1.    Seba said

      In the note in chrome is the origin, but firefox is the other xD

      https://addons.mozilla.org/en-US/firefox/addon/ublock-origin/

      that's the origin for firefox.

      1.    let's use linux said

        Corrected! 🙂

    2.    let's use linux said

      Thanks for the clarification. As I said in another comment, at the time of writing the article I was not aware of the existence of ublock and ublock origin as separate projects. In any case, now all the links in this article point to the uBlock origin extensions, which are the ones currently supported by the original author.
      A hug! Paul.

    3.    heavymetalmixer said

      For my part, the ads do not matter, but the tracking bothers me. Would you recommend using Privacy Badger in conjunction with Disconnect? Or something else?

      1.    Sergio S said

        Hi, I use Privacy Badger and I really like the way it works to block tracking.
        As stated, Ghostery is not open source and there are many suspicions that it blocks while sending data to companies.
        In the case of Disconnect, I used it for a while and it worked similar to Ghostery. You have a list of trackers that it blocks and that it keeps updating. I'm not sure if it is open source or not, but I stopped using it because it didn't convince me and Ghostery worked better.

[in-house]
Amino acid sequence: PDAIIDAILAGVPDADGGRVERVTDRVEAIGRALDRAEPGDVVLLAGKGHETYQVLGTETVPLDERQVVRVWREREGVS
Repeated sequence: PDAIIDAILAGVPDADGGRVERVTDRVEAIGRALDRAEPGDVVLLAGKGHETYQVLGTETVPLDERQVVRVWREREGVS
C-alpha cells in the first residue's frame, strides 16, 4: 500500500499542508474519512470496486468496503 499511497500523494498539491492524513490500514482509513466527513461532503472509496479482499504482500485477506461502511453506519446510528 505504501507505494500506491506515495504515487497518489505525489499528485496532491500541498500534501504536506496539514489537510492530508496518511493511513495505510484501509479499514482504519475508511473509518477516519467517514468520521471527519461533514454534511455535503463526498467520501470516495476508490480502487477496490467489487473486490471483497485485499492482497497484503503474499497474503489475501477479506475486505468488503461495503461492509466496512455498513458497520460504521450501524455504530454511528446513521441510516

Now, since I wanted something Open source, I searched and found Privacy Badger. I clarify that it works differently from the previous 2. By default it does not block but it learns as you use it and navigate which trackers are the ones to block or not.
        If you are more interested in using (for security reasons that they will not double play behind you) all Open Source, Privacy Badger should be one of the best options. And use it alone, along with Disconnect and Ghostery do the same.
        Regards!

  7.   piero said

    Always with functional post, thanks Pablo.

    1.    let's use linux said

      Thanks, Piero!

  8.   zetaka01 said

    It has improved my performance in Firefox twice.
    Besides, the host file in winXP and in linux is very similar, almost the same